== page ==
Photo by Tom Beetz
Pat Martino is quite a character. I have been a fan of his playing for many years, having first heard him in my early days at Berklee College of Music. His way of improvising was always kind of a mystery to me. Not necessarily due to complexity, but because of his way of thinking. Here is a short bit from his biography on PatMartino.com:
When the anesthesia wore off, Pat Martino looked up hazily at his parents and his doctors. and tried to piece together any memory of his life.
One of the greatest guitarists in jazz, Martino had suffered a severe brain aneurysm and underwent surgery after being told that his condition could be terminal. After his operations he could remember almost nothing. He barely recognized his parents. and had no memory of his guitar or his career. He remembers feeling as if he had been "dropped cold, empty, neutral, cleansed...naked."
In the following months. Martino made a remarkable recovery. Through intensive study of his own historic recordings, and with the help of computer technology, Pat managed to reverse his memory loss and return to form on his instrument. His past recordings eventually became "an old friend, a spiritual experience which remained beautiful and honest."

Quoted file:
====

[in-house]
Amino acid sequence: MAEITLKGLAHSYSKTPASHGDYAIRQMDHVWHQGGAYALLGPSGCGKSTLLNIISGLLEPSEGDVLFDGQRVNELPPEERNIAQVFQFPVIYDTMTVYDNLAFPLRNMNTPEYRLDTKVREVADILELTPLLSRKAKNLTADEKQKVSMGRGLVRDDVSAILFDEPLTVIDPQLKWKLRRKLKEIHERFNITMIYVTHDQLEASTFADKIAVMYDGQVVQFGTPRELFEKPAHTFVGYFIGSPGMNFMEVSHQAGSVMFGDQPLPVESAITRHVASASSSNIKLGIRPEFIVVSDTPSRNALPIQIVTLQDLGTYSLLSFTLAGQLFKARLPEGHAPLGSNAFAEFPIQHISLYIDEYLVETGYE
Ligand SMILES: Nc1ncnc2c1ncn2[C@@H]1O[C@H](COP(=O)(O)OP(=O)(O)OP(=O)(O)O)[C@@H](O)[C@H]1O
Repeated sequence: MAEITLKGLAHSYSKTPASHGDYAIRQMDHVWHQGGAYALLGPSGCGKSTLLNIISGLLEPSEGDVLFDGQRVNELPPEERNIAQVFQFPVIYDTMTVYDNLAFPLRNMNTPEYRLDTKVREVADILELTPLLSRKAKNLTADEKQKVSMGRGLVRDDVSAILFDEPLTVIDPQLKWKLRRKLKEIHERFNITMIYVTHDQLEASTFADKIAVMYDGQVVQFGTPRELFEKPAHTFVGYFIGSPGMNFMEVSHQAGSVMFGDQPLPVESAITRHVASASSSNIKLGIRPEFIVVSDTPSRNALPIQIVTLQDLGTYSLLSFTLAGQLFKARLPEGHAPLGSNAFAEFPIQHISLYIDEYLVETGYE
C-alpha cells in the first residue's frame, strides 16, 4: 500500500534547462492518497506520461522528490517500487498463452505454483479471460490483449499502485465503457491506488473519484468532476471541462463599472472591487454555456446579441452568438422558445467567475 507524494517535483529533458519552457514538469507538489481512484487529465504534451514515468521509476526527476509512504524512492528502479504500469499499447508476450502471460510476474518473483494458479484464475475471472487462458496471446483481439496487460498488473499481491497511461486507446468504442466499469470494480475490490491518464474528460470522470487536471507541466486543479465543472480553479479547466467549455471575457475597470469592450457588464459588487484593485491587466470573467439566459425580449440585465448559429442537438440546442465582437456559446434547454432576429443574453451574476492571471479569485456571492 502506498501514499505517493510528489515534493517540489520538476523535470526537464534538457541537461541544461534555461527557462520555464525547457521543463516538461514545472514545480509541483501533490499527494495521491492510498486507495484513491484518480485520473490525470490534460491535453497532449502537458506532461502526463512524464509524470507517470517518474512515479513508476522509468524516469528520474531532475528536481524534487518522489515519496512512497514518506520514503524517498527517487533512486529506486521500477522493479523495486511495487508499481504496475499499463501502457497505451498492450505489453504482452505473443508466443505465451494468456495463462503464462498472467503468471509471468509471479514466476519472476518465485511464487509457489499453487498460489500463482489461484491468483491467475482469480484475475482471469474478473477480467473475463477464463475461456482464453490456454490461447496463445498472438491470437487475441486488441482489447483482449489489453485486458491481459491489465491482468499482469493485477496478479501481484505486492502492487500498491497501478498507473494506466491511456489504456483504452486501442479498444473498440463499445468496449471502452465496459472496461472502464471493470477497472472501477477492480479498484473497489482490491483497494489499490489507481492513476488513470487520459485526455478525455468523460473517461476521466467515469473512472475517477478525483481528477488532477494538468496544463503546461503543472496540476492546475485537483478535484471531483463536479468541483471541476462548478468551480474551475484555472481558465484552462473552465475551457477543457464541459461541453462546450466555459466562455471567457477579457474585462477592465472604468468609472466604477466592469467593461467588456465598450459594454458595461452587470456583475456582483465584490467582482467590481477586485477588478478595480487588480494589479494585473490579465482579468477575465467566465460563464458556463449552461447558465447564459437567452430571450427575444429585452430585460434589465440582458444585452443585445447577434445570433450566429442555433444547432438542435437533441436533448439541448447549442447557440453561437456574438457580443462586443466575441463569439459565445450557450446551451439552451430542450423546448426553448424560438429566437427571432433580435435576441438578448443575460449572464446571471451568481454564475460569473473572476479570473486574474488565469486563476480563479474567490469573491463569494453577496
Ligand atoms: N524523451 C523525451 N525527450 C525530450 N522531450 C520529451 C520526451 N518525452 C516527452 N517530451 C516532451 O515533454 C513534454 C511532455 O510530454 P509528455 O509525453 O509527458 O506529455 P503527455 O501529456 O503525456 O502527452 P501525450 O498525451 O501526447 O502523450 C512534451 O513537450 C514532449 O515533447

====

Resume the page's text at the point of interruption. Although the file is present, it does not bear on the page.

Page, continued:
In many ways, his experience was similar to that of Dr. Jill Bolte Taylor. He was left with nothing, not even his own musical abilities. It must have been amazing to re-learn a skill from a person no longer in existence, even though that person was himself.
He has made a recovery, but this emptiness still shines through his words. Watch the following short video, and pay close attention to the language he uses.
I find it interesting, as I constantly have these "failures of memory," Pat speaks of. I find it quite a strain to remember what I might have done the day before. For example, as I sit here now (thinking of yesterday), I can remember looking in a bookstore, but I do not remember how I got there. That is all. I have no idea how I got there, or how I came home, or if I even came home at all. But Akiko didn't question me, so I guess I did return at some point!
This is a constant emptiness. Takuin just cannot seem to hold onto anything. Even the memory of the bookstore will be lost by tomorrow. But it is such a beautiful thing. It is a freedom, free from all description of freedom. Within that freedom, perhaps hidden, is the realization there is nothing to be free from, and no one to be free from it.
It is all breath, until one day, the breathing stops.
Note: For those interested in seeing Pat's complete musical performance in this video, please click here.
Also, Pat has written a wonderful book on his method of musical expression called, "The Nature of Guitar." It is a fascinating look into the mind of a unique musician. It can be found for free on his website.